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Problems of Medieval Europe

The setting: Medieval Europe. The problem: the pope is living in Avignon, under strict control from the French King. The plague is ravaging Europe, leaving behind whole cities of corpses. Sanitation is very poor, there are no sewer systems, and more often than not, one could find human and animal feces lining the streets. The standard of living is very low, and much of this is blamed on religion. Many people would like to see the pope dead. Solutions are virtually non-existent. The pope is looking for a way to restore his power, and improve the life of Europeans.

The main problem facing the pope was, of course, the plague. Nearly twenty-five million people had died of this highly infectious disease already, and it didn’t appear to be slowing. Medieval physicians had developed a number of “cures,” some as absurd as placing live chickens on the wounds of the infected. Due to the primitive technology at that time, there were very few actual cures. Many of the practices of the doctors were invented simply to deceive the populous into believing that they had cures, and that all was not lost. The pope, in his quarters at Avignon, sat between two large fires. They thought that this would purify the “bad air” which most blamed for the spread of the plague. Although there was no bad air, the fires actually did prevent the plague, killing off the bubonic bacteria. This was an example of what some people call “accidental science,” or a discovery made from superstition, or by accident.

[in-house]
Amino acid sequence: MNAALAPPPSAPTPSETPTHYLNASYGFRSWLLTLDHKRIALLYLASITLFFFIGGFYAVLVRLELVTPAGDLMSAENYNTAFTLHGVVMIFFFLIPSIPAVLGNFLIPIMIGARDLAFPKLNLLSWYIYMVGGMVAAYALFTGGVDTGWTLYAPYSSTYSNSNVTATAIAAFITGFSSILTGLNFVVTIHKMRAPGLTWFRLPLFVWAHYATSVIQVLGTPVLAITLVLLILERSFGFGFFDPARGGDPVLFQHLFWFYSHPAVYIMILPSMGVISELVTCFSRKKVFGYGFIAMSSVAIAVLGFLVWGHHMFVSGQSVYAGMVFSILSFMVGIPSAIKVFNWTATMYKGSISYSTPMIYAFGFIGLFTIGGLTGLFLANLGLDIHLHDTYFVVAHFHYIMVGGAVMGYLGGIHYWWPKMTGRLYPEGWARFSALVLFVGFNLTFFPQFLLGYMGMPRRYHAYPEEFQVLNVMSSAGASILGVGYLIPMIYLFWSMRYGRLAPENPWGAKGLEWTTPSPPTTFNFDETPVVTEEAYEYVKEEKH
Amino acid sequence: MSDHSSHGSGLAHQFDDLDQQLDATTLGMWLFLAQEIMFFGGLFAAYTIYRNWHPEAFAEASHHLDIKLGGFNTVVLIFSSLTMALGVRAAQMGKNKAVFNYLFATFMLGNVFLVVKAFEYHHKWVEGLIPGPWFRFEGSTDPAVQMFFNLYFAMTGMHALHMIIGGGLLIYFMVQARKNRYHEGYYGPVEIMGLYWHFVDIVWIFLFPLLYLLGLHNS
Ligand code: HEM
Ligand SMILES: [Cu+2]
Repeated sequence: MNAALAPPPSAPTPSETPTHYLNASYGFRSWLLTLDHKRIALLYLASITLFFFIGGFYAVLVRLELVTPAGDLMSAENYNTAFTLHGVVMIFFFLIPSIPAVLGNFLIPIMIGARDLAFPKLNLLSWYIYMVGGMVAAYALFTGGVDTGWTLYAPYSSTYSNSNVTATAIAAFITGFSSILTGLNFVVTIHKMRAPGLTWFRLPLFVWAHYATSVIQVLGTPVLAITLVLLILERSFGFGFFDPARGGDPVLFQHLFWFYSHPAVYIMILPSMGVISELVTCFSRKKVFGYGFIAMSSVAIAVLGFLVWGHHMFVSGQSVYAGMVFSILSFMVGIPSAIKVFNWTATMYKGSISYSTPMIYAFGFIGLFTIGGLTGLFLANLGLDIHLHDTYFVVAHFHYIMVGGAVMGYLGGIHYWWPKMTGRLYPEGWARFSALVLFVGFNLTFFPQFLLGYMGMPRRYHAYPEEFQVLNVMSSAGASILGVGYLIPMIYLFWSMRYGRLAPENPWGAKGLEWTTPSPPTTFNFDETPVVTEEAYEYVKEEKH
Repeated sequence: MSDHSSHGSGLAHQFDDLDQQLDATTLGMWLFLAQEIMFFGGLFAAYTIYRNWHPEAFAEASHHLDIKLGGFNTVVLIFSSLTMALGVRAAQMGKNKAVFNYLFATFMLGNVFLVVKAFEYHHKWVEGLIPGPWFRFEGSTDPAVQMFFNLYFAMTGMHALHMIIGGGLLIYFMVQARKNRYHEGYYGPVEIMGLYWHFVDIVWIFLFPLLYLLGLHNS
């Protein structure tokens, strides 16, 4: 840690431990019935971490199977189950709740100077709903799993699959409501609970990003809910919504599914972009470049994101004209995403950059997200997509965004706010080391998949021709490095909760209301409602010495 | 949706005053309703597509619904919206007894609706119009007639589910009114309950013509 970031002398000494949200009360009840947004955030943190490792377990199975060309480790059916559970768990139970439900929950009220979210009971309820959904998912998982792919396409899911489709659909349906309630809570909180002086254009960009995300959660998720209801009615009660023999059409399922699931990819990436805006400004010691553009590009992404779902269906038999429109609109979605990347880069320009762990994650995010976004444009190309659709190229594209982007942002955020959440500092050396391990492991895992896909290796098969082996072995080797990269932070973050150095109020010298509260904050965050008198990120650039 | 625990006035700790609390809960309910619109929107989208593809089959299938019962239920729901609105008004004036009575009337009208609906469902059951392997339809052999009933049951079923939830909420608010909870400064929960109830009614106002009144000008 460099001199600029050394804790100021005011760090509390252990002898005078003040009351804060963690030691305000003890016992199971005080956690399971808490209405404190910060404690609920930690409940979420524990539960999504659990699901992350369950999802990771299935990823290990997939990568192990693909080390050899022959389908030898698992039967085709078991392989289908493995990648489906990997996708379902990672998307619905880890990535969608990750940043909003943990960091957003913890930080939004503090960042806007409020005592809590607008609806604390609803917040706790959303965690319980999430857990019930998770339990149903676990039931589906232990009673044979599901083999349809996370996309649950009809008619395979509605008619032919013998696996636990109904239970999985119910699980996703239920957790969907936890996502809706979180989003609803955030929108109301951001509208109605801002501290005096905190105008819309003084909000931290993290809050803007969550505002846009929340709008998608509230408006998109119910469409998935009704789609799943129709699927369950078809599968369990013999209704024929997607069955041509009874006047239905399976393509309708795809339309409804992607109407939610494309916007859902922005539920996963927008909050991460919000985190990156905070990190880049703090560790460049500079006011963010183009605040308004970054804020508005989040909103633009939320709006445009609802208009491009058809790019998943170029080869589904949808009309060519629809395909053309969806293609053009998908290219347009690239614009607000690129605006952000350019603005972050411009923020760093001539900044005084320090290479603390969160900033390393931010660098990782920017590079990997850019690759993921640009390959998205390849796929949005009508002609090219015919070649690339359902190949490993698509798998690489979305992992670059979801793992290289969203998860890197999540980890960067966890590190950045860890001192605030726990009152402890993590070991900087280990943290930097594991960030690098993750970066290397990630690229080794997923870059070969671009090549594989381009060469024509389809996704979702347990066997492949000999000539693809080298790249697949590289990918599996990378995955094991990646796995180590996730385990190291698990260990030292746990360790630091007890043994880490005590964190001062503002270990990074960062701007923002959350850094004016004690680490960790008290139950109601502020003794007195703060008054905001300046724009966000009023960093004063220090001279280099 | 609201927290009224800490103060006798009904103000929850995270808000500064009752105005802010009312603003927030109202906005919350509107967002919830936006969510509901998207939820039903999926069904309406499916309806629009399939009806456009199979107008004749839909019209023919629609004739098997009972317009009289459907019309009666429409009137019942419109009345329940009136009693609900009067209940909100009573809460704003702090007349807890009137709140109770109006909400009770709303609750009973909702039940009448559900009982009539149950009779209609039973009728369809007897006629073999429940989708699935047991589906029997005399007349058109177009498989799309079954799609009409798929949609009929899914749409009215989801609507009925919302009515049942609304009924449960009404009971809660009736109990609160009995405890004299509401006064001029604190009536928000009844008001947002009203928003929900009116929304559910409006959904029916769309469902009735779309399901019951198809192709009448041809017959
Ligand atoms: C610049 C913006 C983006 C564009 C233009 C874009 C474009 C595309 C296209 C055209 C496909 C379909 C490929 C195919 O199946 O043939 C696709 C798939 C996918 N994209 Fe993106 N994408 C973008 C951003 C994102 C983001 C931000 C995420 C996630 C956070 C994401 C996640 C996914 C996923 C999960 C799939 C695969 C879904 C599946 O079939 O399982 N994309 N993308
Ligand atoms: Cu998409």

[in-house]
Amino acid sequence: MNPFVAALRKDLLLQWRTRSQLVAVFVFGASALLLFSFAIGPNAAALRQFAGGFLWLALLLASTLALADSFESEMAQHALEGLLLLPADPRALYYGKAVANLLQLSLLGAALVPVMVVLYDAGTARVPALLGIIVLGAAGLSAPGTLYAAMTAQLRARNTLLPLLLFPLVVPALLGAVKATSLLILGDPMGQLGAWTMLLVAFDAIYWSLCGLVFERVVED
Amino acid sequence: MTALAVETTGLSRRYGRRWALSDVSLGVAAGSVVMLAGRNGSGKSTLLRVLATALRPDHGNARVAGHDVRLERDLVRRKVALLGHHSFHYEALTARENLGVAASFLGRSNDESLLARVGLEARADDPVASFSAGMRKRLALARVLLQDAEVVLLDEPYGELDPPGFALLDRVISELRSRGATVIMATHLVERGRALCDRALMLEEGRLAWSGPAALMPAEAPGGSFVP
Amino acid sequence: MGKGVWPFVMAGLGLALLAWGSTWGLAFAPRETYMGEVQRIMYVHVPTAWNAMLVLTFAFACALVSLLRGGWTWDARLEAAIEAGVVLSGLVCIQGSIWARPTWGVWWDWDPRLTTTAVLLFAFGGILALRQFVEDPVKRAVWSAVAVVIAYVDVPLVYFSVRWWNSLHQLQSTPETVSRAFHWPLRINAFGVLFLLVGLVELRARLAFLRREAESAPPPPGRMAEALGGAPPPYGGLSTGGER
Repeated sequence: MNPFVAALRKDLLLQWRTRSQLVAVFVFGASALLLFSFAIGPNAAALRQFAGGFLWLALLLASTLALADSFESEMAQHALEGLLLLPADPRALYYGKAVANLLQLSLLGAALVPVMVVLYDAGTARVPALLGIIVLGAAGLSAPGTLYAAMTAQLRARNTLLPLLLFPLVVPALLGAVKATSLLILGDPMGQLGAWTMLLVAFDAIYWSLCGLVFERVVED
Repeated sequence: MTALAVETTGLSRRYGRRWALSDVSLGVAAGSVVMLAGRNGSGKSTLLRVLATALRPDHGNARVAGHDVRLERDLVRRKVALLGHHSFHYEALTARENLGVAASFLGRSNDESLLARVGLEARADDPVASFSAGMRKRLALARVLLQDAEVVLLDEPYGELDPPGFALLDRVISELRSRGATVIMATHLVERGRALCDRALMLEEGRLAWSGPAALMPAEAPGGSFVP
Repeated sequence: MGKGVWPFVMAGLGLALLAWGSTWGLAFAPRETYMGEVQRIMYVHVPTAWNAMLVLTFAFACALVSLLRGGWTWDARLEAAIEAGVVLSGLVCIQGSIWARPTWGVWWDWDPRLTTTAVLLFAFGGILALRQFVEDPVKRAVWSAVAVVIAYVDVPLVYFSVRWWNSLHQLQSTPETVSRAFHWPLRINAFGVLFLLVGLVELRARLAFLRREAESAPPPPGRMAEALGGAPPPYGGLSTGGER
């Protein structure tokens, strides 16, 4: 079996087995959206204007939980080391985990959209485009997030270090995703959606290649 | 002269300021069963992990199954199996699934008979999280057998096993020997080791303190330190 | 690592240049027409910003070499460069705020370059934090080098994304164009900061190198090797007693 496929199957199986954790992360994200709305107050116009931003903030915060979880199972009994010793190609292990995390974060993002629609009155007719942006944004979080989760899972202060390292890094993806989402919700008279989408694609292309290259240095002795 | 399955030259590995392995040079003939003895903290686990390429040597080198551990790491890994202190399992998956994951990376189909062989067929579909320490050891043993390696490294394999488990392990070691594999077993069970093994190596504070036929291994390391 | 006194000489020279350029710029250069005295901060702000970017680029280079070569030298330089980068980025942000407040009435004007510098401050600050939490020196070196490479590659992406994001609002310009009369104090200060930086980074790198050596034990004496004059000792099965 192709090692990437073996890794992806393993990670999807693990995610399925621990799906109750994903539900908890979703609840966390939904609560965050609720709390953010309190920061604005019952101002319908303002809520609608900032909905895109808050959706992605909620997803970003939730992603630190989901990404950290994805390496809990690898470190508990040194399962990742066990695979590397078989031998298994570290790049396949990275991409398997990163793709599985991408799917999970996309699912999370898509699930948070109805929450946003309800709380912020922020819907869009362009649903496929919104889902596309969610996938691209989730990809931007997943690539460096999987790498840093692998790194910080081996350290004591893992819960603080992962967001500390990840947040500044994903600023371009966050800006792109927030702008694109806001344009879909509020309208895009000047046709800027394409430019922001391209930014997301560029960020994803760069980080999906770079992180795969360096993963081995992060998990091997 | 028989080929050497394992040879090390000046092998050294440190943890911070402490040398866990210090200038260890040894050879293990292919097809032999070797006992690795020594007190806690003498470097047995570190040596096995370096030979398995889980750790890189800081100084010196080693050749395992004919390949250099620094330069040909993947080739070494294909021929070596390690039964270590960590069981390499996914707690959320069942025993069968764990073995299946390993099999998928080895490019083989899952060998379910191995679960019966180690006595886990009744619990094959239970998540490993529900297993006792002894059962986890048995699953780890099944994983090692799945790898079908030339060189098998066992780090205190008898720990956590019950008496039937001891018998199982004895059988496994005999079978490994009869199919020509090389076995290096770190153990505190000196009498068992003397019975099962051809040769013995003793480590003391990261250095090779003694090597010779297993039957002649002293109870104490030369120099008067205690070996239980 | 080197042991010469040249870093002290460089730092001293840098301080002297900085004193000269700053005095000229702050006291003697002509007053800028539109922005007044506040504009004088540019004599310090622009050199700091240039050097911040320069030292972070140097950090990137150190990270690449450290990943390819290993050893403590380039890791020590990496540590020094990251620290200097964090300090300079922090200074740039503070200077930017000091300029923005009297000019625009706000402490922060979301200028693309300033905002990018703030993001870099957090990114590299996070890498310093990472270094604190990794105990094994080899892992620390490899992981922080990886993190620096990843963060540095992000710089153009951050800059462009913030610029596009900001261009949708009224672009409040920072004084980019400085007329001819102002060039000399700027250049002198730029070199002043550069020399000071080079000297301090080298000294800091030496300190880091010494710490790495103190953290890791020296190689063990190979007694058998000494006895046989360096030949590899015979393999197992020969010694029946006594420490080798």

From the viewpoint of a medieval doctor, there were few things you could do. Most medicine at that time was based on the four humors, and the four qualities. The four humors were phlegm, blood, bile, and black bile. Illness would occur when these humors were imbalanced. Doctors often let blood, attempting to restore balance. There were also four qualities; heat, cold, moistness, dryness. Diseases were often deemed to have two qualities, i.e. hot and dry. If a person had a disease that was hot and dry, they would be administered a plant that was considered cold and moist.

Basically what I have tried to say in the previous two chapters is that there was no medicinal cure for the plague in medieval times. If they had antibiotics, however, there would have been very few fatalities.

The other large problem that the...

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